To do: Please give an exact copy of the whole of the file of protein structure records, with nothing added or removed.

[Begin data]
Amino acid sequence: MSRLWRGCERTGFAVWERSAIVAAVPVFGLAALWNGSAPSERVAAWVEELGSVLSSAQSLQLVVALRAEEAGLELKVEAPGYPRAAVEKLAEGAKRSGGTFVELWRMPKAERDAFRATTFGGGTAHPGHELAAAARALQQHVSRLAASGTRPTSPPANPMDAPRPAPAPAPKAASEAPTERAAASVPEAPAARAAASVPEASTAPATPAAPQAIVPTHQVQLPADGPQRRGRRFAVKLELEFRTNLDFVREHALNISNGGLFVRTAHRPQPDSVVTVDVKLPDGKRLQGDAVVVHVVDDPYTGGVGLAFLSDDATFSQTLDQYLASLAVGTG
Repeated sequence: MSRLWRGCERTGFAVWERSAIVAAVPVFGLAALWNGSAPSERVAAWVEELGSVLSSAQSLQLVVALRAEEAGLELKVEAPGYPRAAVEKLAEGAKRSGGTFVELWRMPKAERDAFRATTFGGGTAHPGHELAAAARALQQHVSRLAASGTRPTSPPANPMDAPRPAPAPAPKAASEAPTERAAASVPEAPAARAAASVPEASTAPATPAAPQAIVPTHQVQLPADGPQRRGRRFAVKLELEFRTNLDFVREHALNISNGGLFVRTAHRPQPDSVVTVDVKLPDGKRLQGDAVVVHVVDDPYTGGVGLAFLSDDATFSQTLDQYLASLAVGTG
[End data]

Amino acid sequence: MSRLWRGCERTGFAVWERSAIVAAVPVFGLAALWNGSAPSERVAAWVEELGSVLSSAQSLQLVVALRAEEAGLELKVEAPGYPRAAVEKLAEGAKRSGGTFVELWRMPKAERDAFRATTFGGGTAHPGHELAAAARALQQHVSRLAASGTRPTSPPANPMDAPRPAPAPAPKAASEAPTERAAASVPEAPAARAAASVPEASTAPATPAAPQAIVPTHQVQLPADGPQRRGRRFAVKLELEFRTNLDFVREHALNISNGGLFVRTAHRPQPDSVVTVDVKLPDGKRLQGDAVVVHVVDDPYTGGVGLAFLSDDATFSQTLDQYLASLAVGTG
Repeated sequence: MSRLWRGCERTGFAVWERSAIVAAVPVFGLAALWNGSAPSERVAAWVEELGSVLSSAQSLQLVVALRAEEAGLELKVEAPGYPRAAVEKLAEGAKRSGGTFVELWRMPKAERDAFRATTFGGGTAHPGHELAAAARALQQHVSRLAASGTRPTSPPANPMDAPRPAPAPAPKAASEAPTERAAASVPEAPAARAAASVPEASTAPATPAAPQAIVPTHQVQLPADGPQRRGRRFAVKLELEFRTNLDFVREHALNISNGGLFVRTAHRPQPDSVVTVDVKLPDGKRLQGDAVVVHVVDDPYTGGVGLAFLSDDATFSQTLDQYLASLAVGTG